12.10. Regular Expression Functions

All of the regular expression functions use the Java pattern syntax, with a few notable exceptions:

  • When using multi-line mode (enabled via the (?m) flag), only \n is recognized as a line terminator. Additionally, the (?d) flag is not supported and must not be used.
  • Case-insensitive matching (enabled via the (?i) flag) is always performed in a Unicode-aware manner. However, context-sensitive and local-sensitive matching is not supported. Additionally, the (?u) flag is not supported and must not be used.
  • Surrogate pairs are not supported. For example, \uD800\uDC00 is not treated as U+10000 and must be specified as \x{10000}.
  • Boundaries (\b) are incorrectly handled for a non-spacing mark without a base character.
  • \Q and \E are not supported in character classes (such as [A-Z123]) and are instead treated as literals.
  • Unicode character classes (\p{prop}) are supported with the following differences:
    • All underscores in names must be removed. For example, use OldItalic instead of Old_Italic.
    • Scripts must be specified directly, without the Is, script= or sc= prefixes. Example: \p{Hiragana}
    • Blocks must be specified with the In prefix. The block= and blk= prefixes are not supported. Example: \p{Mongolian}
    • Categories must be specified directly, without the Is, general_category= or gc= prefixes. Example: \p{L}
    • Binary properties must be specified directly, without the Is. Example: \p{NoncharacterCodePoint}
regexp_extract_all(string, pattern) → array<varchar>

Returns the substring(s) matched by the regular expression pattern in string:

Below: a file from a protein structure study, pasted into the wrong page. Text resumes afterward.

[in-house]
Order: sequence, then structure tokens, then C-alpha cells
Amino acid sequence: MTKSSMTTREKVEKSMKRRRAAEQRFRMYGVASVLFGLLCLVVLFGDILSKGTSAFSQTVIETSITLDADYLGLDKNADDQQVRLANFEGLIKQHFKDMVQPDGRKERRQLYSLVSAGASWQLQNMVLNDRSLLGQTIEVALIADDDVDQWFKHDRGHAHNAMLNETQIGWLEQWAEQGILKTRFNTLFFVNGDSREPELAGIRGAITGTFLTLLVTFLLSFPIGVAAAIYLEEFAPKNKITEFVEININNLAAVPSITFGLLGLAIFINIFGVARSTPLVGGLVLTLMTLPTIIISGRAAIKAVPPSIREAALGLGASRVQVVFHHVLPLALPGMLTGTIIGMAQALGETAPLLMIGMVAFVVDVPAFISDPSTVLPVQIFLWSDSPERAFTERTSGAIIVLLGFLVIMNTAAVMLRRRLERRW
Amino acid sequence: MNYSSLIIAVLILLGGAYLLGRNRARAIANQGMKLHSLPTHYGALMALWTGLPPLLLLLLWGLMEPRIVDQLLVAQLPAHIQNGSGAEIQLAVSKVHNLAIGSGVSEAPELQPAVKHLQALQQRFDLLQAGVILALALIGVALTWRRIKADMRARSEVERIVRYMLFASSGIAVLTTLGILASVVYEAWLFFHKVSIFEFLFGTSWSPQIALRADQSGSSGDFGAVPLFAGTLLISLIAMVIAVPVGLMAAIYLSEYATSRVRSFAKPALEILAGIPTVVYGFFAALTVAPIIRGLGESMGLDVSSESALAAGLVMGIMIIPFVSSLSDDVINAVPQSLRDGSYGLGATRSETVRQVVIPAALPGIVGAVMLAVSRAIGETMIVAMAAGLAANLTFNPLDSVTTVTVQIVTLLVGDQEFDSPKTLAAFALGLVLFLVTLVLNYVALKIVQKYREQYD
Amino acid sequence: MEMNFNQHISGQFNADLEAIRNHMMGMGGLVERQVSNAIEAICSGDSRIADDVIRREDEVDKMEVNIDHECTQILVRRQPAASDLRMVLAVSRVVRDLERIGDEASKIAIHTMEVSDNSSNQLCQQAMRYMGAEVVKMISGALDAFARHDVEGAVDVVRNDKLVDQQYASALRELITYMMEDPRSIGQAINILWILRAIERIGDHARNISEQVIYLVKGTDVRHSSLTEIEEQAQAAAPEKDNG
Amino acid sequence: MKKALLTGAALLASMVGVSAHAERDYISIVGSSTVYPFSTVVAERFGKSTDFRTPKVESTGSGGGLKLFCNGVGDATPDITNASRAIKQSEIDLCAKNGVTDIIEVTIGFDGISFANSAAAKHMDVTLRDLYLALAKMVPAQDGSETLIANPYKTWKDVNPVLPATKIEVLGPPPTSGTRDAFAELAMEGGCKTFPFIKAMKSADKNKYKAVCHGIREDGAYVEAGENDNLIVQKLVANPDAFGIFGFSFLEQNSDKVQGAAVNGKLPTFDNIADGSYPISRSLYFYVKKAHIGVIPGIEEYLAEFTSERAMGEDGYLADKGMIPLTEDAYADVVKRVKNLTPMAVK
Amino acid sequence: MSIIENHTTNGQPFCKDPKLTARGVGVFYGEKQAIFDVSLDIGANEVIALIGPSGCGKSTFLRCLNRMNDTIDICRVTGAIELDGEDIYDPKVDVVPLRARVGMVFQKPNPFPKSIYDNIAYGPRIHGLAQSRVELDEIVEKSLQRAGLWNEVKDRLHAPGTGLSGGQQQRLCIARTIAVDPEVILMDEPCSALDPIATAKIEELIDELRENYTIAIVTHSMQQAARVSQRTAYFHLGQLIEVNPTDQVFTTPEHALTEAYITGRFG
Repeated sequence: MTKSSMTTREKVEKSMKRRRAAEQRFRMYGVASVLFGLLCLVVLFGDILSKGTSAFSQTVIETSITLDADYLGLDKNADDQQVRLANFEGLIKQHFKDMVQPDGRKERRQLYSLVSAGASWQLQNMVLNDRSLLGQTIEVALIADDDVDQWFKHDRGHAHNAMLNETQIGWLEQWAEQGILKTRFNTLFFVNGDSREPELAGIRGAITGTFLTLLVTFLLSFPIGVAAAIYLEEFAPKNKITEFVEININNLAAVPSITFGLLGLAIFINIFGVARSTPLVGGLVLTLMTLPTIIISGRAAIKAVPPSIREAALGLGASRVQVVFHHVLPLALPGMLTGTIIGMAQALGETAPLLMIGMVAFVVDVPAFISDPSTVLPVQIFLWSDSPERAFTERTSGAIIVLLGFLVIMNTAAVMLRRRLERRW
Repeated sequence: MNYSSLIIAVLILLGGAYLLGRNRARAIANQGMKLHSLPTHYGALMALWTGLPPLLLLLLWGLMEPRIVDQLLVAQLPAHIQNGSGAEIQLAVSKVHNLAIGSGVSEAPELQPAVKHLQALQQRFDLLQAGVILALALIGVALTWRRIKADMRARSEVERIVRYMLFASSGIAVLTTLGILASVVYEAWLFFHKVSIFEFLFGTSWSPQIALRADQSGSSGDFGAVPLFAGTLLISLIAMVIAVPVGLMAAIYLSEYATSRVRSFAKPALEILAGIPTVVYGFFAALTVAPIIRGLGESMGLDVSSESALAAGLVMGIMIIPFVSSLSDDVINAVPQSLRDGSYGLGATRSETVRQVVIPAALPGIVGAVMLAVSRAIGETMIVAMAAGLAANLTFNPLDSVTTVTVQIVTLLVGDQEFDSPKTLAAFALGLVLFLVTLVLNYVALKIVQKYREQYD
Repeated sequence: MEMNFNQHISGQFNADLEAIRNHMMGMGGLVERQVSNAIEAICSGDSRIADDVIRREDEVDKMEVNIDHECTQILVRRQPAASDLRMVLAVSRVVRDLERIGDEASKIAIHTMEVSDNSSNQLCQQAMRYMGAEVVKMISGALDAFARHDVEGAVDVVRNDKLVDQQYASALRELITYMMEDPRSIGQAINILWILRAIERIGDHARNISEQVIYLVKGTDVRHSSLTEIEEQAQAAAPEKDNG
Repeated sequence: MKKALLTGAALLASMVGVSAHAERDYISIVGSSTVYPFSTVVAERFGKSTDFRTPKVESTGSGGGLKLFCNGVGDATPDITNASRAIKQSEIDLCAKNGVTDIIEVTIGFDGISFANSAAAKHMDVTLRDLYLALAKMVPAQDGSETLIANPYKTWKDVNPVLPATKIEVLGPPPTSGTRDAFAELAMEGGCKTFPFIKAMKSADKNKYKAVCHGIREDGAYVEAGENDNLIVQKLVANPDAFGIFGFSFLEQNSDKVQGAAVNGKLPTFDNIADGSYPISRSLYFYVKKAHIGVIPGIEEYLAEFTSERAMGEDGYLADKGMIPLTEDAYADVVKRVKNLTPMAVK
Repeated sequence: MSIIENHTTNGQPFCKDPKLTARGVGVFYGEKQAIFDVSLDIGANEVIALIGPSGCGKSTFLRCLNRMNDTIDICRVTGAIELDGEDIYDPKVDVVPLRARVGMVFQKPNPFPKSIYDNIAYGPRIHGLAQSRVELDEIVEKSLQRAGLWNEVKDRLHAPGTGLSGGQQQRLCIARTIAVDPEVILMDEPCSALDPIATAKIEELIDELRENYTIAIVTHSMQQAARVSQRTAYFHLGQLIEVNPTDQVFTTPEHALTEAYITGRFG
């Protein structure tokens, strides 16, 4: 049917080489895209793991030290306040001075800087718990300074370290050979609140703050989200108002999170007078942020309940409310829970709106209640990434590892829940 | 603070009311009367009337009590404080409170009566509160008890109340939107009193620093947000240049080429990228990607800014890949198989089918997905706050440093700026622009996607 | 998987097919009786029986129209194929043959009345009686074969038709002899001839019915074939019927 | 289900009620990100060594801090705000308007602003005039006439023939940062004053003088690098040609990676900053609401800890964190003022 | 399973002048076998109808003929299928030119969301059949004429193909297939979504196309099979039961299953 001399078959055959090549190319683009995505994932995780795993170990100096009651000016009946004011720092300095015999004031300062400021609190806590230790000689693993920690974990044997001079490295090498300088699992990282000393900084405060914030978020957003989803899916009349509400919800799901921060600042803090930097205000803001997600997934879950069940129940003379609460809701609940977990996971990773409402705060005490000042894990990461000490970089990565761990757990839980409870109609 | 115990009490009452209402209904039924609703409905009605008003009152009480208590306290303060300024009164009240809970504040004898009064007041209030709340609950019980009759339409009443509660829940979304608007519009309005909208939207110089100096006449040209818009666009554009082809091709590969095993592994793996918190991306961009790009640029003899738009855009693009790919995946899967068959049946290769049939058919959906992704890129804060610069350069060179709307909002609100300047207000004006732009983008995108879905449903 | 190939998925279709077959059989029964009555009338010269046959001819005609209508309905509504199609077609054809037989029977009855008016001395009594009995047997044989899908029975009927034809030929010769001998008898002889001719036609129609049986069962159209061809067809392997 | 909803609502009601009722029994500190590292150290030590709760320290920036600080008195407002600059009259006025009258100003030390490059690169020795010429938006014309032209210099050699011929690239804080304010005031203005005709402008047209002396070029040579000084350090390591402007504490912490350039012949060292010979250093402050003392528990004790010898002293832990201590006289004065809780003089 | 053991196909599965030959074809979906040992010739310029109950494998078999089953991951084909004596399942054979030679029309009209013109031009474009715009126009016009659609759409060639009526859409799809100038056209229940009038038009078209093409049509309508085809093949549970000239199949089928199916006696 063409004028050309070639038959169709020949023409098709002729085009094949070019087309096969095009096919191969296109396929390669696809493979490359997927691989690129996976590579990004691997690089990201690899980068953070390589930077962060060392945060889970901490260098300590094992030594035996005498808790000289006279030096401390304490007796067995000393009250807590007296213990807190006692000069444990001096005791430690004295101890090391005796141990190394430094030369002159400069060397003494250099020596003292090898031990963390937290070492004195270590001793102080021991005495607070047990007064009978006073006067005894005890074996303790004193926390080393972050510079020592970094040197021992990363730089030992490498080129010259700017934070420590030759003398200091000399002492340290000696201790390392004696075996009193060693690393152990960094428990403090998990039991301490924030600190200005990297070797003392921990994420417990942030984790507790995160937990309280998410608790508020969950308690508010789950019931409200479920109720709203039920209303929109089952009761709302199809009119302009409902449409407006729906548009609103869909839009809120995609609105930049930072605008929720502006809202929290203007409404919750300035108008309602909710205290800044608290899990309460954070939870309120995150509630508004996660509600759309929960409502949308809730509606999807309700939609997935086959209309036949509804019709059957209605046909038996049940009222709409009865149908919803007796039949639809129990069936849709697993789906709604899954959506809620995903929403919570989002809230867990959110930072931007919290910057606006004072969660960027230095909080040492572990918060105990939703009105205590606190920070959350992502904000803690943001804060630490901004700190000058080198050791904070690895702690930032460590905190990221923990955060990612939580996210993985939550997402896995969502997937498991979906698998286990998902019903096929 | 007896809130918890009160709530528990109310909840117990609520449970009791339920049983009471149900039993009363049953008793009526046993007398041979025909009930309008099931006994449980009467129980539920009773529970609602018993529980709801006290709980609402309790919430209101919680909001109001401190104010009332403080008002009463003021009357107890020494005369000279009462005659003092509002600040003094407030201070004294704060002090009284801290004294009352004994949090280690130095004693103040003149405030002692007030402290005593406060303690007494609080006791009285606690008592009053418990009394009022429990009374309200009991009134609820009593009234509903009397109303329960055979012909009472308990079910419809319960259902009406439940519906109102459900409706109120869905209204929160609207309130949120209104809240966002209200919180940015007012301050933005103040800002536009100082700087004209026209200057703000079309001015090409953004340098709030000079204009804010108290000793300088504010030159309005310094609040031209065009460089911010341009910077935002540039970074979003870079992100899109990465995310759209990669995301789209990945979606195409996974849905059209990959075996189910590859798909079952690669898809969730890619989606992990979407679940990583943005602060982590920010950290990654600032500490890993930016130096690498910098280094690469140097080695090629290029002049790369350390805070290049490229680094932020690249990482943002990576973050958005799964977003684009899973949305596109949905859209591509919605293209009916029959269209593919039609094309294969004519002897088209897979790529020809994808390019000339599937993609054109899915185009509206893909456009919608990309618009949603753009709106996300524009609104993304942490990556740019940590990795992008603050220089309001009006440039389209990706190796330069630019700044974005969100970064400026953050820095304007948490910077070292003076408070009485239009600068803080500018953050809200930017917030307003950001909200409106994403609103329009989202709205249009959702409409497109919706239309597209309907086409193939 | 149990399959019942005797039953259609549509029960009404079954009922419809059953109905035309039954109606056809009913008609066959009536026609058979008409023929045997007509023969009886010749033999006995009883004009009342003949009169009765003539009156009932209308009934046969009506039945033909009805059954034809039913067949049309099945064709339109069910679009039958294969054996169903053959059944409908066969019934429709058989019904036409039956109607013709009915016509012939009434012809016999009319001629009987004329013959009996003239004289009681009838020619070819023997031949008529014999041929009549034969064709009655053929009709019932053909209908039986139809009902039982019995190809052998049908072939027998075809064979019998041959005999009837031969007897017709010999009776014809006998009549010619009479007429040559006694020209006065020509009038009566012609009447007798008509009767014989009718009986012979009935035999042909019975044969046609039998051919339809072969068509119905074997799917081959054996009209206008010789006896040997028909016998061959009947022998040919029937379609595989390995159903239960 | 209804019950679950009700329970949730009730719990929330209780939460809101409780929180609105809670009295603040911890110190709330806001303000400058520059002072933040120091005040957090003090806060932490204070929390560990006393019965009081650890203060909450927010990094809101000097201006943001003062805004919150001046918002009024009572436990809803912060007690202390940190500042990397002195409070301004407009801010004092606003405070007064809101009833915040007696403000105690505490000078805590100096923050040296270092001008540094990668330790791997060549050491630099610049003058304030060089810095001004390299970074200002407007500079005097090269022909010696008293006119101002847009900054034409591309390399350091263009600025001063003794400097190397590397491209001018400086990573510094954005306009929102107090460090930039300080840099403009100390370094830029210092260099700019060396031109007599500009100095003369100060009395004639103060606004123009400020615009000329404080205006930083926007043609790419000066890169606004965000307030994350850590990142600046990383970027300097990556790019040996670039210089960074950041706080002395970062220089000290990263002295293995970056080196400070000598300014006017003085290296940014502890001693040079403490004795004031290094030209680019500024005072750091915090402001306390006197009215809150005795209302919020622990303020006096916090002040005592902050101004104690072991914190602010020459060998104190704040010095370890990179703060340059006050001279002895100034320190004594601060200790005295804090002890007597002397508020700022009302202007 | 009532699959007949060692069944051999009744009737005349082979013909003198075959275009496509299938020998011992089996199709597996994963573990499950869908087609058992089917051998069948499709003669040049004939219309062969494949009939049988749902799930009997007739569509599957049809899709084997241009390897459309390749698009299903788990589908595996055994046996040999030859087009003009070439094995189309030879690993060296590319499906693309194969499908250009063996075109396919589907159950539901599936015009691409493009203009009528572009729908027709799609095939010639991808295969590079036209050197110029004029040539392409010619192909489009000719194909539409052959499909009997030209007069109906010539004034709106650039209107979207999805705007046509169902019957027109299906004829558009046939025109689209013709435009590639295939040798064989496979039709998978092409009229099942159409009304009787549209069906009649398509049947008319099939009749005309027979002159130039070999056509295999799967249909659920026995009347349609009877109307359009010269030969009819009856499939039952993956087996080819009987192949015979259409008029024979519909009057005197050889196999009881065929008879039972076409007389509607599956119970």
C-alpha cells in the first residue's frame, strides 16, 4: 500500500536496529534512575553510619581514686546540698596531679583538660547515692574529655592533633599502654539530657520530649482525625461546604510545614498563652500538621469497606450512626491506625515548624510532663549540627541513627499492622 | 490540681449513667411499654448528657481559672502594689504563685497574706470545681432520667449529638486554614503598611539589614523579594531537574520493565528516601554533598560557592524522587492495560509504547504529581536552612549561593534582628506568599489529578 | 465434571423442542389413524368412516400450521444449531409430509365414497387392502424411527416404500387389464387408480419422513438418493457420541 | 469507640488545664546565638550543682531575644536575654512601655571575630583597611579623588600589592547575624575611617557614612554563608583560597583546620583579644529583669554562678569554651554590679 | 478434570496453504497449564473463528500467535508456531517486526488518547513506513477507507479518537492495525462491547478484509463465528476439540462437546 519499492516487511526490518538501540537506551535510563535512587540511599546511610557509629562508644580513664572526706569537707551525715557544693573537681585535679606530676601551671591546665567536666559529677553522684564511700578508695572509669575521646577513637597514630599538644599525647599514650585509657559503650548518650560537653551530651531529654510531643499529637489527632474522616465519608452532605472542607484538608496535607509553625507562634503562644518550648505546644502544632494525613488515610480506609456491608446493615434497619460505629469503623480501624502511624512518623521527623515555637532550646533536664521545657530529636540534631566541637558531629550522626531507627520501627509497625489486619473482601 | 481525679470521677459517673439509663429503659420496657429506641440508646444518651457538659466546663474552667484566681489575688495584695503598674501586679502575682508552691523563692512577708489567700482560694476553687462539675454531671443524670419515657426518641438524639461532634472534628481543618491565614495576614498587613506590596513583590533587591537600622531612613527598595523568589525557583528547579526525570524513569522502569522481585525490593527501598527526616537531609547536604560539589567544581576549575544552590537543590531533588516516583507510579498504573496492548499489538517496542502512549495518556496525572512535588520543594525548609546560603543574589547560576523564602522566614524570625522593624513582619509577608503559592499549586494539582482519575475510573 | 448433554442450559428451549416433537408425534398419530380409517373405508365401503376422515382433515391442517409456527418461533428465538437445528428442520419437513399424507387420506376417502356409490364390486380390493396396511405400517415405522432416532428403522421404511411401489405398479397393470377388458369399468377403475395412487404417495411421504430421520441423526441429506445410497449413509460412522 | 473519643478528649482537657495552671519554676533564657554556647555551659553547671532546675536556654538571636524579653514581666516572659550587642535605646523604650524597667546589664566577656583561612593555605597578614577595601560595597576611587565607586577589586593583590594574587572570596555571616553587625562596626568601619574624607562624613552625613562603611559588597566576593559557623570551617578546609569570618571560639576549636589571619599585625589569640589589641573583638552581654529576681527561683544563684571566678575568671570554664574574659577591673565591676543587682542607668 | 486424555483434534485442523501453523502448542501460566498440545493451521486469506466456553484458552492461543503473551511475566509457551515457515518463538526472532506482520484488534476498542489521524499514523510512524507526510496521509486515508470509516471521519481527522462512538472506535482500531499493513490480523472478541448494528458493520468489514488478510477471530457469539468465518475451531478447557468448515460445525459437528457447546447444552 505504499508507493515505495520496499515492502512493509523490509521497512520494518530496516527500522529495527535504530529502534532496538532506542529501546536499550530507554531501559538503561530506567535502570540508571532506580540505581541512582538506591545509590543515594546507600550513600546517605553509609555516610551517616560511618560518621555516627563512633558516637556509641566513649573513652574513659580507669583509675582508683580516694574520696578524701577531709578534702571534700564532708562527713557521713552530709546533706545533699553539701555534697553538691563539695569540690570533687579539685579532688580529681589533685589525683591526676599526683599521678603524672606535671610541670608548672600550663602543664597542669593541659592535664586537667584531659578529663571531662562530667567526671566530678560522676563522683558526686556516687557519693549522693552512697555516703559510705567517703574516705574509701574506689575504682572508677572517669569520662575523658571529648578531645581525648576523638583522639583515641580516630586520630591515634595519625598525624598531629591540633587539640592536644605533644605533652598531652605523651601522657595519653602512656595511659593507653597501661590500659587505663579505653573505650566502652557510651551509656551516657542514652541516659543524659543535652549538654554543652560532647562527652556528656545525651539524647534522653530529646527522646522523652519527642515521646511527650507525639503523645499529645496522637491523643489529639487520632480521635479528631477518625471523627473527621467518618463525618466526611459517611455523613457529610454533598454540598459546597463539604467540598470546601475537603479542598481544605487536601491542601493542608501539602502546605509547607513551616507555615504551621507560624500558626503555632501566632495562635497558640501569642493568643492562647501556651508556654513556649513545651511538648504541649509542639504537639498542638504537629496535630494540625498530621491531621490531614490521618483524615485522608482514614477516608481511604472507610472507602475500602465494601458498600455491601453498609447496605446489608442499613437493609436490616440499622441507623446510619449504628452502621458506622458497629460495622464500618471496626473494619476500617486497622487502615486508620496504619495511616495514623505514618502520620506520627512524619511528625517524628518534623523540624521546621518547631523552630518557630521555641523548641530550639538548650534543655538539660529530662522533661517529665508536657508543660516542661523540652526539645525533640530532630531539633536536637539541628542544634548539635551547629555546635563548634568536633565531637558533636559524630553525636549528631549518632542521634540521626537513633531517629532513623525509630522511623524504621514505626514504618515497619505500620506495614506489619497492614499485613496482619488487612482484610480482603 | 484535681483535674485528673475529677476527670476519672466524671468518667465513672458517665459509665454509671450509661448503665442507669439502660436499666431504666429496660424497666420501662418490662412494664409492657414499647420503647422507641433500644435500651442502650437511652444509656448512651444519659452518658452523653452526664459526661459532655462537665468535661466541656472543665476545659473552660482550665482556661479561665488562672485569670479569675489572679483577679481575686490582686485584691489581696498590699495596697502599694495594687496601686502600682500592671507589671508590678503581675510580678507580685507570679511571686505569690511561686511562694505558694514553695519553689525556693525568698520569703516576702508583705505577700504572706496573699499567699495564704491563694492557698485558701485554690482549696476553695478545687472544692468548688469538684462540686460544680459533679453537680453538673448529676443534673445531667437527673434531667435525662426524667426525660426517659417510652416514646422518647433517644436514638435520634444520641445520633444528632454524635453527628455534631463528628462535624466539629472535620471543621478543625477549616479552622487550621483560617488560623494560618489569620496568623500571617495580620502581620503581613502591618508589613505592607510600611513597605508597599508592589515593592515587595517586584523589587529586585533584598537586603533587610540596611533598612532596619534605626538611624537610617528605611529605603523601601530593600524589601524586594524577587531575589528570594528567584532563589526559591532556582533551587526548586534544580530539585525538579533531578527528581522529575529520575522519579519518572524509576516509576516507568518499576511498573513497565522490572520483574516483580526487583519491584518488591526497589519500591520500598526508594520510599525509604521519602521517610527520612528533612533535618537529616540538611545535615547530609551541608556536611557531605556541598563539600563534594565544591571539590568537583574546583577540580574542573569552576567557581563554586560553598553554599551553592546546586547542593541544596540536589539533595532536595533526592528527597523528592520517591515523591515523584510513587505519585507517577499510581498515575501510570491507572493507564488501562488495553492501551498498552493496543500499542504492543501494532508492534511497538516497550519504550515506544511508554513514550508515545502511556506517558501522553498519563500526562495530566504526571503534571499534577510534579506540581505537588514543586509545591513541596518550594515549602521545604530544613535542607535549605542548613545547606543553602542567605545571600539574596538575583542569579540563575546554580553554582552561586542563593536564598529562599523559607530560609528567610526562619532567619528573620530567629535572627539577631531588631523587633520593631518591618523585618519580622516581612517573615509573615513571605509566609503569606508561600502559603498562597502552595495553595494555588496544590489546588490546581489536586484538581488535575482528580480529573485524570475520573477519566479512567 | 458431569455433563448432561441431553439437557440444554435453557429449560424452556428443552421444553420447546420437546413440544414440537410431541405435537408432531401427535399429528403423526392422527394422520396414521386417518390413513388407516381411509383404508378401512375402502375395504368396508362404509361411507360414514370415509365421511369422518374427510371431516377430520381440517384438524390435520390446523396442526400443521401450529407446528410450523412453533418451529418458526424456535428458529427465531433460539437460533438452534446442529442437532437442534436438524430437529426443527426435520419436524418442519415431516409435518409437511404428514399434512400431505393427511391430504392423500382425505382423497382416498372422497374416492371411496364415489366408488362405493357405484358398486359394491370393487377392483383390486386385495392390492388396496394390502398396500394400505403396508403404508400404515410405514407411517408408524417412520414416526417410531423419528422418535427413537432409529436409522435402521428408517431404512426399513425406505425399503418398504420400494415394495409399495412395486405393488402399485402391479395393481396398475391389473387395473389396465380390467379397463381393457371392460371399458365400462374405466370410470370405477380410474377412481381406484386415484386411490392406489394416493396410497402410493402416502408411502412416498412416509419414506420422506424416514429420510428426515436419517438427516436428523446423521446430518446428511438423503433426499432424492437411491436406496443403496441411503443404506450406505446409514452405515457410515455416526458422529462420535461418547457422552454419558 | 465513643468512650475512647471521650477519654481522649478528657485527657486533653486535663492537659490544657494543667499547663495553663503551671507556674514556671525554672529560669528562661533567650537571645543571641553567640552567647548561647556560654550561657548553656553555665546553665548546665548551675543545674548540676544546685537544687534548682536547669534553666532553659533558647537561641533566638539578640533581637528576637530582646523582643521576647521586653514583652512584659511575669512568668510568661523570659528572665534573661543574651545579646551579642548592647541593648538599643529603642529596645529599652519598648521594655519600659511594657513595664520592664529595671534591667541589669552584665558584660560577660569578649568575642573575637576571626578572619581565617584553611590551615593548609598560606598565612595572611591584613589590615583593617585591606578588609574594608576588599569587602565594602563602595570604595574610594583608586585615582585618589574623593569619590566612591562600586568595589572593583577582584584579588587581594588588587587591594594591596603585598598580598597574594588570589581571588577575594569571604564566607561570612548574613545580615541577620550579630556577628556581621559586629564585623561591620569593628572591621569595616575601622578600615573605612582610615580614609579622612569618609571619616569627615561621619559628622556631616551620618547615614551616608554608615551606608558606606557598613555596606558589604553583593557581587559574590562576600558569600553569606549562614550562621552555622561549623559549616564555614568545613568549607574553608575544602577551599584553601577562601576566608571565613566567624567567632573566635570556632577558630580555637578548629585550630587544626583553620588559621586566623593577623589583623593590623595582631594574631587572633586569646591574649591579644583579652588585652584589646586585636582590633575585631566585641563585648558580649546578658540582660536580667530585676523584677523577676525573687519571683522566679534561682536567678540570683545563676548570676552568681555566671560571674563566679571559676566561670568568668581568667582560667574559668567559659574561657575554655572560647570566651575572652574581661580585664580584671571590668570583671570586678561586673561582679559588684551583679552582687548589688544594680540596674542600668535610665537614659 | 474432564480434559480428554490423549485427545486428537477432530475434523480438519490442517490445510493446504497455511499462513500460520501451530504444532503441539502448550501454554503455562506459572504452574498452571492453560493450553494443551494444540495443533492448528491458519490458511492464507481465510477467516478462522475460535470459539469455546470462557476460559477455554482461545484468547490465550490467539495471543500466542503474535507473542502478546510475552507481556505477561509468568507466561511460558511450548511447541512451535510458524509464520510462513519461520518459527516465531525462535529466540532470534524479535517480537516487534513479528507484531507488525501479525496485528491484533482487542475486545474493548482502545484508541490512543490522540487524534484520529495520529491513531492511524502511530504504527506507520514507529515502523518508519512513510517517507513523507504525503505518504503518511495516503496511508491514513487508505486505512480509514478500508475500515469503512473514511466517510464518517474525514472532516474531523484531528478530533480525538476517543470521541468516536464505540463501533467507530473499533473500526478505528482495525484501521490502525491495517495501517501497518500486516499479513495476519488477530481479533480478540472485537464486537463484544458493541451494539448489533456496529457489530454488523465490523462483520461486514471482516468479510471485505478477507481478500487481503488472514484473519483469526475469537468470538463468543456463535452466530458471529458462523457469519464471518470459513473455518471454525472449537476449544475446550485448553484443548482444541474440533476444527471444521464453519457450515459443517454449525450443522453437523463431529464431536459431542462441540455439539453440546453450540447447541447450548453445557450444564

SELECT regexp_extract_all('1a 2b 14m', '\d+'); -- [1, 2, 14]
regexp_extract_all(string, pattern, group) → array<varchar>

Finds all occurrences of the regular expression pattern in string and returns the capturing group number group:

SELECT regexp_extract_all('1a 2b 14m', '(\d+)([a-z]+)', 2); -- ['a', 'b', 'm']
regexp_extract(string, pattern) → varchar

Returns the first substring matched by the regular expression pattern in string:

SELECT regexp_extract('1a 2b 14m', '\d+'); -- 1
regexp_extract(string, pattern, group) → varchar

Finds the first occurrence of the regular expression pattern in string and returns the capturing group number group:

SELECT regexp_extract('1a 2b 14m', '(\d+)([a-z]+)', 2); -- 'a'
regexp_like(string, pattern) → boolean

Evaluates the regular expression pattern and determines if it is contained within string.

This function is similar to the LIKE operator, expect that the pattern only needs to be contained within string, rather than needing to match all of string. In other words, this performs a contains operation rather than a match operation. You can match the entire string by anchoring the pattern using ^ and $:

SELECT regexp_like('1a 2b 14m', '\d+b'); -- true
regexp_replace(string, pattern) → varchar

Removes every instance of the substring matched by the regular expression pattern from string:

SELECT regexp_replace('1a 2b 14m', '\d+[ab] '); -- '14m'
regexp_replace(string, pattern, replacement) → varchar

Replaces every instance of the substring matched by the regular expression pattern in string with replacement. Capturing groups can be referenced in replacement using $g for a numbered group or ${name} for a named group. A dollar sign ($) may be included in the replacement by escaping it with a backslash (\$):

SELECT regexp_replace('1a 2b 14m', '(\d+)([ab]) ', '3c$2 '); -- '3ca 3cb 14m'
regexp_replace(string, pattern, function) → varchar

Replaces every instance of the substring matched by the regular expression pattern in string using function. The lambda expression function is invoked for each match with the capturing groups passed as an array. Capturing group numbers start at one; there is no group for the entire match (if you need this, surround the entire expression with parenthesis).

SELECT regexp_replace('new york', '(\w)(\w*)', x -> upper(x[1]) || lower(x[2])); --'New York'
regexp_split(string, pattern) → array<varchar>

Splits string using the regular expression pattern and returns an array. Trailing empty strings are preserved:

SELECT regexp_split('1a 2b 14m', '\s*[a-z]+\s*'); -- [1, 2, 14, ]